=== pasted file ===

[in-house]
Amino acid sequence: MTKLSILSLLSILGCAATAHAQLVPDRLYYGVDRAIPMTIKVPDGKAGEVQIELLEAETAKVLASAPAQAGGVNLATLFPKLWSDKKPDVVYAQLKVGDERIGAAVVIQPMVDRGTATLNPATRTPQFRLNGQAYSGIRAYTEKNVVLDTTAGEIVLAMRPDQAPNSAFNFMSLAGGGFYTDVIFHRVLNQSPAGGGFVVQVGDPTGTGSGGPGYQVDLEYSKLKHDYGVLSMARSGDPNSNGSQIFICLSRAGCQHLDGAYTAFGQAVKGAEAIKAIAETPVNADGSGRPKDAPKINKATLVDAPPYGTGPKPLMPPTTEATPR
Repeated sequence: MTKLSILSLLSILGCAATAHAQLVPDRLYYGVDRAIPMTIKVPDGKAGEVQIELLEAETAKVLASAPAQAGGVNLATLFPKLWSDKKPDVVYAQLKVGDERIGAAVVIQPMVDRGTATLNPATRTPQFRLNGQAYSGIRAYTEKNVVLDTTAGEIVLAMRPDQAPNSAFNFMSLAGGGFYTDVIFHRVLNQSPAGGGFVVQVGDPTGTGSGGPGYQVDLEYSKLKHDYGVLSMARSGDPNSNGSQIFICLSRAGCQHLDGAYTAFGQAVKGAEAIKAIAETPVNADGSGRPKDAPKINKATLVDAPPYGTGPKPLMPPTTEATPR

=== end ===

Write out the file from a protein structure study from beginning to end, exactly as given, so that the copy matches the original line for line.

[in-house]
Amino acid sequence: MTKLSILSLLSILGCAATAHAQLVPDRLYYGVDRAIPMTIKVPDGKAGEVQIELLEAETAKVLASAPAQAGGVNLATLFPKLWSDKKPDVVYAQLKVGDERIGAAVVIQPMVDRGTATLNPATRTPQFRLNGQAYSGIRAYTEKNVVLDTTAGEIVLAMRPDQAPNSAFNFMSLAGGGFYTDVIFHRVLNQSPAGGGFVVQVGDPTGTGSGGPGYQVDLEYSKLKHDYGVLSMARSGDPNSNGSQIFICLSRAGCQHLDGAYTAFGQAVKGAEAIKAIAETPVNADGSGRPKDAPKINKATLVDAPPYGTGPKPLMPPTTEATPR
Repeated sequence: MTKLSILSLLSILGCAATAHAQLVPDRLYYGVDRAIPMTIKVPDGKAGEVQIELLEAETAKVLASAPAQAGGVNLATLFPKLWSDKKPDVVYAQLKVGDERIGAAVVIQPMVDRGTATLNPATRTPQFRLNGQAYSGIRAYTEKNVVLDTTAGEIVLAMRPDQAPNSAFNFMSLAGGGFYTDVIFHRVLNQSPAGGGFVVQVGDPTGTGSGGPGYQVDLEYSKLKHDYGVLSMARSGDPNSNGSQIFICLSRAGCQHLDGAYTAFGQAVKGAEAIKAIAETPVNADGSGRPKDAPKINKATLVDAPPYGTGPKPLMPPTTEATPR